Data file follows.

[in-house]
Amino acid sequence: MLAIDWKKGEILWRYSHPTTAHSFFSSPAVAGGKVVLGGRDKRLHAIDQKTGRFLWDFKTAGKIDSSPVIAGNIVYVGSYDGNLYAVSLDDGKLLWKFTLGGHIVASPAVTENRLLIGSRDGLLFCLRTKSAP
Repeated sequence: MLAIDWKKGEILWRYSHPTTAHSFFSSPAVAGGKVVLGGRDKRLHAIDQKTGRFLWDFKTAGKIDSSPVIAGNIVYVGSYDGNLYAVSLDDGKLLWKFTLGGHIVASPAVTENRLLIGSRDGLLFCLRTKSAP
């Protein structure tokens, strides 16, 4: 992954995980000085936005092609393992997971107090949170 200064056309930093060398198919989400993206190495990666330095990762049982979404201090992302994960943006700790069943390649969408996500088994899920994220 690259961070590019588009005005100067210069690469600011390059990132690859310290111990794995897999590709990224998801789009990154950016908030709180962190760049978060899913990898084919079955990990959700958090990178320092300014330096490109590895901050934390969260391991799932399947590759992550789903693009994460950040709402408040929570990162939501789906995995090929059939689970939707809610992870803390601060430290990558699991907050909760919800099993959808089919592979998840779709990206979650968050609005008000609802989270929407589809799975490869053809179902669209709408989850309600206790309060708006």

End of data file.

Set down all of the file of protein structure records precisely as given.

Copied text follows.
[in-house]
Amino acid sequence: MLAIDWKKGEILWRYSHPTTAHSFFSSPAVAGGKVVLGGRDKRLHAIDQKTGRFLWDFKTAGKIDSSPVIAGNIVYVGSYDGNLYAVSLDDGKLLWKFTLGGHIVASPAVTENRLLIGSRDGLLFCLRTKSAP
Repeated sequence: MLAIDWKKGEILWRYSHPTTAHSFFSSPAVAGGKVVLGGRDKRLHAIDQKTGRFLWDFKTAGKIDSSPVIAGNIVYVGSYDGNLYAVSLDDGKLLWKFTLGGHIVASPAVTENRLLIGSRDGLLFCLRTKSAP
């Protein structure tokens, strides 16, 4: 992954995980000085936005092609393992997971107090949170 200064056309930093060398198919989400993206190495990666330095990762049982979404201090992302994960943006700790069943390649969408996500088994899920994220 690259961070590019588009005005100067210069690469600011390059990132690859310290111990794995897999590709990224998801789009990154950016908030709180962190760049978060899913990898084919079955990990959700958090990178320092300014330096490109590895901050934390969260391991799932399947590759992550789903693009994460950040709402408040929570990162939501789906995995090929059939689970939707809610992870803390601060430290990558699991907050909760919800099993959808089919592979998840779709990206979650968050609005008000609802989270929407589809799975490869053809179902669209709408989850309600206790309060708006």